Scott Robinson is like a lot of business owners in Colorado Springs and around the country, who are both excited about the possibility of tax cuts and somewhat skeptical about them coming to pass.

As president of Concepts in Millwork, a manufacturing company in eastern Colorado Springs, Robinson is supportive of President Donald Trump’s proposed tax plan — and said it’s been a long time coming.

“For all of these small businesses — and we’re one of them — we feel we’ve been paying more than our fair share for a long time,” Robinson said.

Pass-through businesses — like Concepts in Millwork — are currently not subject to federal taxes, but their owners are taxed individually on that income. Pass-through businesses include most small and family owned businesses: sole proprietorships, partnerships, LLCs and S corporations.

Trump’s plan, released Wednesday, would create a 25 percent tax on pass-through businesses, rather than at the owner’s individual rate, which he also proposed to cut from 39.6 percent to 35. Trump’s plan will cut corporate taxes from 35 percent to 20 percent, which will help large and publicly traded companies. Trump had wanted to lower both business rates to 15 percent.

“We do our best to be competitive and tighten margins,” Robinson said, “but any time the government helps business, it’s good for everyone. It’s all going to trickle down. If you earn more, you can invest in your business more.”

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Rachel Beck, government affairs manager for the Colorado Springs Chamber of Commerce & EDC, said potential tax cuts would help business owners, especially since they’re burdened by other costs.

“Tax relief is welcome for our local businesses, who have faced a number of recent cost increases,” Beck said in an email. “I’m referring to things like the state minimum wage increase, health care costs and utility rate increases.

“Particularly for pass-through businesses who have slim profit margins, an income tax reduction can make a real difference.”

Robinson hopes Congress will approve the tax cuts.

“I guess I’m not very confident,” Robinson said. “As much as they’ve debated everything else, I have doubts if this will go through.”

‘MAKE A BIG SPLASH’

Trump’s original plan didn’t have much of a chance, according to Chris Blees, managing partner of BiggsKofford, a certified public accounting firm in the Springs.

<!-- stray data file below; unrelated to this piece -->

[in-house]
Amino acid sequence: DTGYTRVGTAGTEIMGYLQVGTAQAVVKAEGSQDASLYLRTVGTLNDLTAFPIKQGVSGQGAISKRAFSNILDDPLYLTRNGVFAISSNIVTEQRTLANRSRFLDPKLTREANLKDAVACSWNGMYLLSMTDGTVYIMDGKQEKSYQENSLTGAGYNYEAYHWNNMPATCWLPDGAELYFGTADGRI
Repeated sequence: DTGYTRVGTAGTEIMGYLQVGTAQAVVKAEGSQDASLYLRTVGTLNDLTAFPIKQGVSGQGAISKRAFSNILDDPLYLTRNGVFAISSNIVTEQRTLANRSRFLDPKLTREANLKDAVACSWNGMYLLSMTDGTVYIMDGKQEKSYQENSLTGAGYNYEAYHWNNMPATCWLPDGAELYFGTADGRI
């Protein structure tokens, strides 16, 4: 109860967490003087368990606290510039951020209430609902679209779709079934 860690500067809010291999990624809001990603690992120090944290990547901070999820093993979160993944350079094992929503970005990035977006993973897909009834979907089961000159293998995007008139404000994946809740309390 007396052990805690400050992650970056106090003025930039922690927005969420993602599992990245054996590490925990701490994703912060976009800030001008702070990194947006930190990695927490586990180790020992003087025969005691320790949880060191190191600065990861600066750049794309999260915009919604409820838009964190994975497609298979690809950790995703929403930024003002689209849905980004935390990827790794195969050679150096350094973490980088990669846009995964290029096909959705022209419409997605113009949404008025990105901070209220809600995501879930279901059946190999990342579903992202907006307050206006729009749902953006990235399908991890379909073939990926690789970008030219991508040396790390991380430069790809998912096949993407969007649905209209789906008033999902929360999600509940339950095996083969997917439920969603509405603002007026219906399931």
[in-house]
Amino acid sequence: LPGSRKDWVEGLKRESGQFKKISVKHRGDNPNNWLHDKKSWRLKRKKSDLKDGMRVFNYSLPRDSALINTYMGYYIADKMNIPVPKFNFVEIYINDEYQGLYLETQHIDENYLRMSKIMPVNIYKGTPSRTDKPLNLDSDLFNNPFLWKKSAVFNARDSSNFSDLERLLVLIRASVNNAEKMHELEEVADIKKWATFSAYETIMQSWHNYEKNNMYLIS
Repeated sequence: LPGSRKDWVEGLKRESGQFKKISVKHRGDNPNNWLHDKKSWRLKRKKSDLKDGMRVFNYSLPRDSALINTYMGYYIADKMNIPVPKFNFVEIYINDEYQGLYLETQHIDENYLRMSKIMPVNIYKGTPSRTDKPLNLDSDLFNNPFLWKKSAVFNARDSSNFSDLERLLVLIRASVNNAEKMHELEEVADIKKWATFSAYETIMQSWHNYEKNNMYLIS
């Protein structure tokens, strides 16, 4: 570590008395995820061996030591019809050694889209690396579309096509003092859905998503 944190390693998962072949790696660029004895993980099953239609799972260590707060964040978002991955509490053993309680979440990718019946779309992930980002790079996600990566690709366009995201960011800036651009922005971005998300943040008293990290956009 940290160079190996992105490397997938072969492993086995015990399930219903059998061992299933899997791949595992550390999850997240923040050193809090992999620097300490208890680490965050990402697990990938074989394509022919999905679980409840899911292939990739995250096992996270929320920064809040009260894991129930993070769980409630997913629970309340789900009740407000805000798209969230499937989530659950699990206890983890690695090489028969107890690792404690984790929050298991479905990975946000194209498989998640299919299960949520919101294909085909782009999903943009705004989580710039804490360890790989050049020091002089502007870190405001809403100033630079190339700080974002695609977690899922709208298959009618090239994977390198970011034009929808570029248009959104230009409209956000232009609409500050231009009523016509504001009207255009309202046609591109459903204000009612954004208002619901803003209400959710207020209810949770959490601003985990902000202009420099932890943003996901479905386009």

“He wanted to make a big splash,” Blees said. “But it would be way too much in terms of tax cuts. It would devastate collections.”

The deficit of $20 trillion is likely to grow, Blees said.

Trump has said that a tax cut will make businesses more competitive and create jobs, helping to bring 3 percent economic growth.

Blees thinks Congress will pass both a corporate tax cut and lower the rate for individuals.

“Not because the math says so, but politics say so. They’ll probably change the rate structure for the middle class,” he said. “Then even the guy making $1 million gets a break because he also gets taxed in that 25 or 30 percent bracket for the middle class.”

Roughly half the income from pass-through businesses went to the top 1 percent of earners, who make more than $693,500, according to a February report by the Center on Budget and Policy Priorities, a nonpartisan research and policy think tank. Blees said the president’s tax plan benefits those people most.

“Many of those flow-through businesses are not in reinvestment mode; they’re in cash flow to their shareholders mode,” Blees said. “It would be a huge tax break to the top 1 percent.”

About 95 percent of U.S. businesses are pass-through businesses, according to Tatiana Bailey of the UCCS Economic Forum in an email. But 44 percent of business-owner income was earned by the other 5 percent called C-corporations, the large publicly traded companies.

Cutting business taxes will help the economy, said Blees.

“I like to say that taxes are the tail that wags the economic dog,” he said. “If the tail wags a lot, it’ll affect the whole dog.”

TAX CUTS CAN MEAN REINVESTMENT

Robinson said a tax cut would be an “opportunity to reinvest” in Concepts in Millwork.

“We do that now, but we have to work so hard to cover that tax nut every year, it’s hard to do everything we want,” he said.

He also wants to expand a partnership with the Peyton School District.

“We have three interns from Peyton High School working with us,” Robinson said. “When they graduate, they could have a job opportunity here that could benefit them long-term.”

Concepts in Millwork has 82 employees, Robinson said, up 30 percent from five years ago. Robinson wouldn’t say what the business revenue is, but said employee growth is a good sign.

“We do work up and down the Front Range,” he said.

Robinson said he hopes politics doesn’t prevent tax cuts from becoming a reality.

“When you hear about something like this, it’s exciting,” he said. “I wish they’d look at who this benefits rather than playing politics.”